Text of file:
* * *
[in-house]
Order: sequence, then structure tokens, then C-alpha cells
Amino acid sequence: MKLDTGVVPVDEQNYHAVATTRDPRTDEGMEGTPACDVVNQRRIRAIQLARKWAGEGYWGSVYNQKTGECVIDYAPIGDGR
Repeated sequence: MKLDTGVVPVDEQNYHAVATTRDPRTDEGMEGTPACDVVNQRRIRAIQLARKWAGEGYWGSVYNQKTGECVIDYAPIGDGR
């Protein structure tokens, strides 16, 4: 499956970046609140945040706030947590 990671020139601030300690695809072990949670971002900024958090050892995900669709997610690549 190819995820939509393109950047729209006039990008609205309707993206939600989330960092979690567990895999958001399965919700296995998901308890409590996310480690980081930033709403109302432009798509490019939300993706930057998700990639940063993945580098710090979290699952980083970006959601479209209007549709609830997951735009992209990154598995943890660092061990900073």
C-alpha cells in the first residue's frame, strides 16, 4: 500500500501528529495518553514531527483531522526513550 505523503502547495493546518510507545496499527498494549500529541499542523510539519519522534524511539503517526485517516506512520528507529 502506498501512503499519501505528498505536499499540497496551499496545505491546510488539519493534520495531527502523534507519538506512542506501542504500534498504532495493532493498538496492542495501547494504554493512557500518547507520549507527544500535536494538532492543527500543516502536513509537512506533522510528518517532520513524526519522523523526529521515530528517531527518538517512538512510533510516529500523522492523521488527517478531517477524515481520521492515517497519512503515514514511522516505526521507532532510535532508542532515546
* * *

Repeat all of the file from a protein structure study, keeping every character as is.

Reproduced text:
[in-house]
Order: sequence, then structure tokens, then C-alpha cells
Amino acid sequence: MKLDTGVVPVDEQNYHAVATTRDPRTDEGMEGTPACDVVNQRRIRAIQLARKWAGEGYWGSVYNQKTGECVIDYAPIGDGR
Repeated sequence: MKLDTGVVPVDEQNYHAVATTRDPRTDEGMEGTPACDVVNQRRIRAIQLARKWAGEGYWGSVYNQKTGECVIDYAPIGDGR
């Protein structure tokens, strides 16, 4: 499956970046609140945040706030947590 990671020139601030300690695809072990949670971002900024958090050892995900669709997610690549 190819995820939509393109950047729209006039990008609205309707993206939600989330960092979690567990895999958001399965919700296995998901308890409590996310480690980081930033709403109302432009798509490019939300993706930057998700990639940063993945580098710090979290699952980083970006959601479209209007549709609830997951735009992209990154598995943890660092061990900073």
C-alpha cells in the first residue's frame, strides 16, 4: 500500500501528529495518553514531527483531522526513550 505523503502547495493546518510507545496499527498494549500529541499542523510539519519522534524511539503517526485517516506512520528507529 502506498501512503499519501505528498505536499499540497496551499496545505491546510488539519493534520495531527502523534507519538506512542506501542504500534498504532495493532493498538496492542495501547494504554493512557500518547507520549507527544500535536494538532492543527500543516502536513509537512506533522510528518517532520513524526519522523523526529521515530528517531527518538517512538512510533510516529500523522492523521488527517478531517477524515481520521492515517497519512503515514514511522516505526521507532532510535532508542532515546